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Guidelines for Medical Nutrition Therapy in Gestational Diabetes Mellitus: Systematic Review and Critical Appraisal



      Medical nutrition therapy is the cornerstone of gestational diabetes mellitus treatment. However, guidelines often present contradictory guidance to health care practitioners.


      To systematically review and critically appraise medical nutrition therapy guidelines for treating patients with gestational diabetes mellitus.


      We searched Medline, the Cochrane Library, Guidelines International Network, and Google Scholar to retrieve clinical practice guidelines (CPGs) for medical nutrition therapy in gestational diabetes mellitus from professional or governmental organizations, published in English, between January 1, 2007, and November 24, 2018. CPGs were reviewed and appraised using the Appraisal of Guidelines, Research, and Evaluation II instrument.


      Of 1,286 retrieved articles, 21 CPGs fulfilled the inclusion criteria. CPGs of the Academy of Nutrition and Dietetics, Diabetes Canada, and Malaysia Health Technology Assessment Section received the greatest overall scores and the highest scores concerning rigor of recommendations development. Many CPGs failed to involve multidisciplinary teams in their development, including patients, and often, dietitians. Applicability of the recommendations was low, lacking facilitators and tools to enhance implementation. Many CPGs demonstrated low editorial independence by failing to disclose funding and competing interests. More medical nutrition therapy recommendations were incorporated in the Academy of Nutrition and Dietetics and Malaysia Health Technology Assessment Section CPGs. The Malaysia Health Technology Assessment Section, Diabetes Canada, Academy of Nutrition and Dietetics, and Endocrine Society guidelines were recommended by the review panel herein without modifications. Overall, the CPGs suggested the consumption of adequate protein and the selection of foods with low glycemic index, divided into three main meals and two to four snacks. Weight gain recommendations were mostly based on the Institute of Medicine body mass index thresholds.


      With few exceptions, the main developmental limitations of the appraised CPGs involved low rigor of recommendations development, lack of multidisciplinary stakeholder involvement, low applicability, and inadequate editorial independence. This indicates a need for developing more clear, unbiased, practical, and evidence-based CPGs.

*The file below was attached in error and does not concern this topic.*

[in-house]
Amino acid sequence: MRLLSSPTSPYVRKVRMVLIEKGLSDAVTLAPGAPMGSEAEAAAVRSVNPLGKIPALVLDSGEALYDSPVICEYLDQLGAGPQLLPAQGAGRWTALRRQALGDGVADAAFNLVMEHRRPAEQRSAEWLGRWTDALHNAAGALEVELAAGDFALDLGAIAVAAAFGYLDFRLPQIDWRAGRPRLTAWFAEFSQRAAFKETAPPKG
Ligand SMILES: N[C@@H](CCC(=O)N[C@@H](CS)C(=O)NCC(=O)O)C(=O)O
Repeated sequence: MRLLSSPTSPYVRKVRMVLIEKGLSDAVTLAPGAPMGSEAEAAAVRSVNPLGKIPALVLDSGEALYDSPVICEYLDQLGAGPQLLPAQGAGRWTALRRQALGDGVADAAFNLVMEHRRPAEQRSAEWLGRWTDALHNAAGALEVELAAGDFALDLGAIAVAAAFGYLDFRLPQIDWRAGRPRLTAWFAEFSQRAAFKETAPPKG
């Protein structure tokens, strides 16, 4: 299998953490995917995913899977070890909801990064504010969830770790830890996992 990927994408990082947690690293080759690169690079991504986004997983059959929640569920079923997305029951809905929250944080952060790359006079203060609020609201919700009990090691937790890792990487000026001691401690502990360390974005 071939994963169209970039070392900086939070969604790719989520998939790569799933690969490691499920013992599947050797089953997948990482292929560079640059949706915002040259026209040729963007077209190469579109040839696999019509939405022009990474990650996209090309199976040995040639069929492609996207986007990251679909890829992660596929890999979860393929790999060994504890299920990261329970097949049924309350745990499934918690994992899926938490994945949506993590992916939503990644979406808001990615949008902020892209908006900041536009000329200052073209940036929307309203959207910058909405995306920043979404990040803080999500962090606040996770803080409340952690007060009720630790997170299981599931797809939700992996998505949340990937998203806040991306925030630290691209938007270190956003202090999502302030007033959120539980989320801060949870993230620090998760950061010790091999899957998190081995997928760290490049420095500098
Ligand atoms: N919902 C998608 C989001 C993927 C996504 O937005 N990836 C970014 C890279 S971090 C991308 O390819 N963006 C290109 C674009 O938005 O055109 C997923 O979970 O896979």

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      E. Tsirou is an endocrinology resident and a doctoral degree candidate, Unit of Reproductive Endocrinology, First Department of Obstetrics and Gynecology, Medical School Aristotle University of Thessaloniki, Thessaloniki, Greece.


      D. Savvaki is a doctoral degree candidate, Unit of Reproductive Endocrinology, First Department of Obstetrics and Gynecology, Medical School Aristotle University of Thessaloniki, Thessaloniki, Greece.


      D. G. Goulis is an associate professor of Reproductive Endocrinology, Medical School Aristotle University of Thessaloniki, Thessaloniki, Greece.


      M. G. Grammatikopoulou is a senior lecturer, Department of Nutrition and Dietetics, Alexander Technological Educational Institute, and a scientific associate, Laboratory of Hygiene, Social and Preventive Medicine, and Medical Statistics, Aristotle University of Thessaloniki, Thessaloniki, Greece.


      K. Gkiouras is a scientific associate, Laboratory of Clinical Pharmacology, Medical School, Faculty of Health Sciences, Aristotle University of Thessaloniki, Thessaloniki, Greece.


      X. Theodoridis is a postgraduate student, Medical School, Faculty of Health Sciences, Aristotle University of Thessaloniki, Thessaloniki, Greece; at the time of the study, he was a postgraduate student, Medical School, Faculty of Health Sciences, University of Thessaly, Larissa, Greece.


      A. Petalidou is a postgraduate student, Medical School, Faculty of Health Sciences, University of Thessaly, Larissa, Greece.


      E. Taousani is a doctoral degree candidate, Unit of Reproductive Endocrinology, First Department of Obstetrics and Gynecology, Medical School Aristotle University of Thessaloniki, Thessaloniki, Greece, and a senior lecturer, Department of Midwifery, Alexander Technological Educational Institute, Thessaloniki, Greece.


      A. Tsapas is an associate professor of medicine and lead investigator, Clinical Research and Evidence-Based Medicine Unit, Aristotle University of Thessaloniki, Thessaloniki, Greece, and head, Diabetes Centre, Second Medical Department, Ippokration General Hospital, Thessaloniki, Greece.